EICR – Electrical Installation Condition Report
Our homes and workplaces rely on electricity to power the many devices we need to live and survive. But we have to make sure these devices are safe. Electricity is a powerful form of energy and can cause serious injuries when it gets out of control. Clearly, it needs to be respected and regulated. One of the most conscientious ways to achieve this is through an electrical installation condition report (EICR).
Why Do You Need an EICR?
Electrical installations, like any product, age over time and this deterioration can cause malfunctions. Sometimes the end result will be that the device is broken and simply won’t work. But, at other times, the malfunction will lend itself to something more serious such as electrocution. Therefore, it’s important that these electrical installations are regularly monitored. This objective should ensure that the device maintains a level of safety that protects anyone using it.
What is Involved in an EICR?
When it comes to completing an EICR then there’s one thing you need before starting: a fully qualified electrician. The knowledge required to complete an EICR involves understanding the BS7671 IET Wiring Regulations and is not something you can quickly brush up on beforehand. So, you need an electrician in place. And once they begin an EICR they will look at the following:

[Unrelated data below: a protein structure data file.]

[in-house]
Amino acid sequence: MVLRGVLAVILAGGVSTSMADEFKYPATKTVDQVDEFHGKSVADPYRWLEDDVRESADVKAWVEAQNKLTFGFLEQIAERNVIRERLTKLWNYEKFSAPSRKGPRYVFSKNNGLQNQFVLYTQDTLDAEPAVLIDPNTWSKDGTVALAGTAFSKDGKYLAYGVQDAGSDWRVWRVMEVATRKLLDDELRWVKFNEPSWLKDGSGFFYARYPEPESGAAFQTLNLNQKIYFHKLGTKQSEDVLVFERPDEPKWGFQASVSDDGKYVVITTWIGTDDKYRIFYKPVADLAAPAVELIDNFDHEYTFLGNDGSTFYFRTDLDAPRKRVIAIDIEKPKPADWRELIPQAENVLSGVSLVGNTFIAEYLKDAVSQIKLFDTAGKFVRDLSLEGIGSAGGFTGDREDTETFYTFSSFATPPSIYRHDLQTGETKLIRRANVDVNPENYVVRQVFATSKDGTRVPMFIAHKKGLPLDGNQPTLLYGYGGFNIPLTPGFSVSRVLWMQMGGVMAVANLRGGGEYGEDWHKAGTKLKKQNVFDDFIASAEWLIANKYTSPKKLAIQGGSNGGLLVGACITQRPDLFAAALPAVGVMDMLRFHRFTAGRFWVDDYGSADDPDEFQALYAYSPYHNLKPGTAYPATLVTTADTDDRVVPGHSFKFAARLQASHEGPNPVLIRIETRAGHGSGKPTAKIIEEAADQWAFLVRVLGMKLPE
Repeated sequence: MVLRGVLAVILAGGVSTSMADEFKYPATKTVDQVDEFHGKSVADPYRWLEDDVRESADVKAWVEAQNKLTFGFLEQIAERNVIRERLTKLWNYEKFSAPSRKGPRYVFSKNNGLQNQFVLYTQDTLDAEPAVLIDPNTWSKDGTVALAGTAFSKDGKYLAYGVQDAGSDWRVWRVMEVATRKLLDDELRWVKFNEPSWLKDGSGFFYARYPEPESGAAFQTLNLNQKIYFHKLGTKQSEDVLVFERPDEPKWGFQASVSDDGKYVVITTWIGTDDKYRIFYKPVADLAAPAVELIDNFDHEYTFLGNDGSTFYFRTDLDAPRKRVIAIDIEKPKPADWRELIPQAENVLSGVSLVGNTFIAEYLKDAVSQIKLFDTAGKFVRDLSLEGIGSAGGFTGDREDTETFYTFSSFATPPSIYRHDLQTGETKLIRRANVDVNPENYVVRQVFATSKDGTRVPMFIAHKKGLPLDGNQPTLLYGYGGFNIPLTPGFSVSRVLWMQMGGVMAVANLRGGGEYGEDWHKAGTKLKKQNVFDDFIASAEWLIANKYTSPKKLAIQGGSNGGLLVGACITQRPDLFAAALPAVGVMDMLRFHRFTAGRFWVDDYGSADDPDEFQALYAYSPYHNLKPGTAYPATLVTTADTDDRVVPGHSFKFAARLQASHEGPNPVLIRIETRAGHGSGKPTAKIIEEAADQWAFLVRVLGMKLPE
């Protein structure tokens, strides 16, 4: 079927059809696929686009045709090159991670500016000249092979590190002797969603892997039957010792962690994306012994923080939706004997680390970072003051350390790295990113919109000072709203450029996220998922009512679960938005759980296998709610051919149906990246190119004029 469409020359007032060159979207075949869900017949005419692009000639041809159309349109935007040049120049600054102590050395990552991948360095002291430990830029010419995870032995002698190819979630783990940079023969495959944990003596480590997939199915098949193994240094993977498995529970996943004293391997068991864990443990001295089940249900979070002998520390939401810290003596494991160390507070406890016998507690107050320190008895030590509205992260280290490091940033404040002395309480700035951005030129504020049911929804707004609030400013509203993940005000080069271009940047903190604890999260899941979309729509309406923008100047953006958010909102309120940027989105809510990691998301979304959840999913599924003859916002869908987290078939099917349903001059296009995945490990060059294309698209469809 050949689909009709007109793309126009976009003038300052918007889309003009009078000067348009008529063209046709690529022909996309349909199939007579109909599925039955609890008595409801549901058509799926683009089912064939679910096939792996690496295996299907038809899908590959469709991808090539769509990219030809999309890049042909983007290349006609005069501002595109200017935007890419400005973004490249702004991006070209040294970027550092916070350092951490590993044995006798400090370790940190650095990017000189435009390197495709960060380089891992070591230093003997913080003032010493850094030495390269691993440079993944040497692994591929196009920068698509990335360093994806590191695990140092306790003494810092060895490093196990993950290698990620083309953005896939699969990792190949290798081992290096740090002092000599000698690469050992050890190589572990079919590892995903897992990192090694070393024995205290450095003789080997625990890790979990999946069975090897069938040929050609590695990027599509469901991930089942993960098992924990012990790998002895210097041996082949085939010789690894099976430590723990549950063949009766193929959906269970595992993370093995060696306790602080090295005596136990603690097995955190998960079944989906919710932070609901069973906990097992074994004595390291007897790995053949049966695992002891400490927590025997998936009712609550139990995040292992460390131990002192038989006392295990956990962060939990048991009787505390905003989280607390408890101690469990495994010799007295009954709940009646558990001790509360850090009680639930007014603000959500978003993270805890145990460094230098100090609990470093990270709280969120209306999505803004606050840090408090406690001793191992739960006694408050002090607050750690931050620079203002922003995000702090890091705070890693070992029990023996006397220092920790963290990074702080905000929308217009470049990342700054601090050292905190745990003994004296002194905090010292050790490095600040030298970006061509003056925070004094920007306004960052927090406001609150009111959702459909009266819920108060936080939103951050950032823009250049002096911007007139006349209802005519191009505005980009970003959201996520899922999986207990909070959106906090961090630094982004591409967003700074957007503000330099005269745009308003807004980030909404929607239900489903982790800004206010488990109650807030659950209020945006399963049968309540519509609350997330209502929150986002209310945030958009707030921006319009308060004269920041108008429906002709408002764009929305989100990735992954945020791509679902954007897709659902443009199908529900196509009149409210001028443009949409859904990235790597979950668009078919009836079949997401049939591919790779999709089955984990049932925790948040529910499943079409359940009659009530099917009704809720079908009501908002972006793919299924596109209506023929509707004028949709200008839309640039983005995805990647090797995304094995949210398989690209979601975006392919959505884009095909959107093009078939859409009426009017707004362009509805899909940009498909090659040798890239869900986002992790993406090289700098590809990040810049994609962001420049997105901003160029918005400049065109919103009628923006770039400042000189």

The first port of call will be to carry out a visual inspection to identify any issues caused by wear and tear e.g. damaged cables or power switches. These are often the most obvious risks present in electrical installations. Also, the presence of any outdated standards or equipment needs to be addressed during this section.
This is comprised of two sections: live testing and dead testing. Live testing looks to test disconnection efficiency in the presence of an electrical fault and the suitability of residual current devices for preventing electrocution. Dead testing concentrates on investigating resistance, polarity and continuity of any circuitry in place.
How Often Do You Need to Complete an EICR?
Until recently, landlords were not legally obliged to complete an EICR. However, the government has announced that an EICR will soon become mandatory. This move has been taken to safeguard properties, tenants and landlords from the risk of serious injury and ensure safer living standards. The guidelines for an EICR will require that the report is completed every five years to guarantee a level of safety that takes into account any deterioration of electrical installations.
There are, of course, other instances in which it is recommended to complete an EICR such as:
- Following any major damage to a property such as flood or fire damage. These forms of damage can compromise electrical installations and render them dangerous to use. An EICR will help to identify any major defects caused by such events and allow you to rectify them.
- Before a property is sold or is being prepared to let is an ideal time to complete an EICR as it will provide peace of mind to any new tenants or property owners.